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Red Violet
Next-level Chinese in River North

Chicago

If the sight of 10,000 drummers marching in unison, gymnasts literally flying through the air, and a Chinese pop star belting out tunes from on top of a giant, spinning globe during the opening ceremony of the 2008 Olympics raised one universal concern in America, it was "There is no way these dudes haven't developed some next-level lo mein that I'm not eating!". Thankfully, Red Violet's giving America's Chinese food a face lift fit for the times, all in a sleek, bi-level 200-seater interspersing antique-style vases and pottery with red banquettes and violet accents, which aren't nearly as annoying as Veruca Salt's.

Start off with some soup, whether Pork Wonton amped up w/ foie gras, or the Imperial Hot & Sour, packed with crab & shrimp and topped with fresh black truffles, before moving to spicy pig's ear w/ shallots on endive, and Shao Hsing wine consomme jelly that makes a nest for Cold Drunken Chicken, just like your bed after another night spent avoiding fights at bars. And while there'll be classics like carved-to-order Peking duck, mains'll also count wok-seared Wagyu with pistachios and spicy bean sauce, "signature" fried rice studded w/ scallops, asparagus, and caviar, and steamed king crab legs w/ onion and ginger salsa, not the preferred dance of Brian Scalabrine, as he only does The White Samba.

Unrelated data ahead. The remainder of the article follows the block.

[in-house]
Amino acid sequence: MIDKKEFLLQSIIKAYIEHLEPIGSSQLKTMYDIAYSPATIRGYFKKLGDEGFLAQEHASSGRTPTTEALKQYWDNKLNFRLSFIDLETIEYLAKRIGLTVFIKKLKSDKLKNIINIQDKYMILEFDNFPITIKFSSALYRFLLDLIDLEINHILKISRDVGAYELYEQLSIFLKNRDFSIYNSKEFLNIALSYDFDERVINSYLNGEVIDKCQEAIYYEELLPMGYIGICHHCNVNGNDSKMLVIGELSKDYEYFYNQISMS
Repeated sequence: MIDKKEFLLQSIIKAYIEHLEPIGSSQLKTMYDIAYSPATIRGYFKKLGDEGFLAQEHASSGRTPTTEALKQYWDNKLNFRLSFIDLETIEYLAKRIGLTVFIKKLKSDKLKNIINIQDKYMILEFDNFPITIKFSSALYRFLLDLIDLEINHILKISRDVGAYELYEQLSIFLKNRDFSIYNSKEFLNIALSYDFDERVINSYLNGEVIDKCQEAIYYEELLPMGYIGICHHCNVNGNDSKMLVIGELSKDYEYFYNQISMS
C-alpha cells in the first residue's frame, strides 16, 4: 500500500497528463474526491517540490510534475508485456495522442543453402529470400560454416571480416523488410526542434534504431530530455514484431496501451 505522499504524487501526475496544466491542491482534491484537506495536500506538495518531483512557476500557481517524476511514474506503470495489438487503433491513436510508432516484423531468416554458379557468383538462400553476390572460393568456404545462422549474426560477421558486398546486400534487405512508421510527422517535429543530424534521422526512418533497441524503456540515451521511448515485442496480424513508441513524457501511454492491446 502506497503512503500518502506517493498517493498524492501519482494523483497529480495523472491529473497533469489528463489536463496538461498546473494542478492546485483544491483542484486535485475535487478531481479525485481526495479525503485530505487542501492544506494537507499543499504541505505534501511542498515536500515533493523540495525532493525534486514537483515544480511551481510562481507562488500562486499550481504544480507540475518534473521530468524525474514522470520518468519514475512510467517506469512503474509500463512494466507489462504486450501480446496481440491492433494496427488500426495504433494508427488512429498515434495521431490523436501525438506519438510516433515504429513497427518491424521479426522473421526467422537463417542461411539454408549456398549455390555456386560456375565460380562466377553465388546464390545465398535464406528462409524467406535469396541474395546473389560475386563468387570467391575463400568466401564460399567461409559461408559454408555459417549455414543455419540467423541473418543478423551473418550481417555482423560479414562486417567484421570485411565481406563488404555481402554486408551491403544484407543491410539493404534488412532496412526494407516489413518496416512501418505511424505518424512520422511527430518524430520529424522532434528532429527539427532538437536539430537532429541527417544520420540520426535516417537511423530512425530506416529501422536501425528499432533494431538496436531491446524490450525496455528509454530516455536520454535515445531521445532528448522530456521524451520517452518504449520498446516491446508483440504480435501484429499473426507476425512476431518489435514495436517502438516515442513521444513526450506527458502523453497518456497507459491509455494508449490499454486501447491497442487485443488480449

And with examples like the gin/lime/cucumber Kowloon Park, the martini list comes in at 30 tipples strong, which should be a breeze to get through if you stick around for this place's entire opening ceremony.

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1. Red Violet 121 W Hubbard, Chicago, IL 60654

If the sight of 10,000 drummers marching in unison, gymnasts literally flying through the air, and a Chinese pop star belting out tunes from on top of a giant, spinning globe during the opening ceremony of the 2008 Olympics raised one universal concern in America, it was "There is no way these dudes haven't developed some next-level lo mein that I'm not eating!". Thankfully, Red Violet's giving America's Chinese food a face lift fit for the times, all in a sleek, bi-level 200-seater interspersing antique-style vases and pottery with red banquettes and violet accents, which aren't nearly as annoying as Veruca Salt's.

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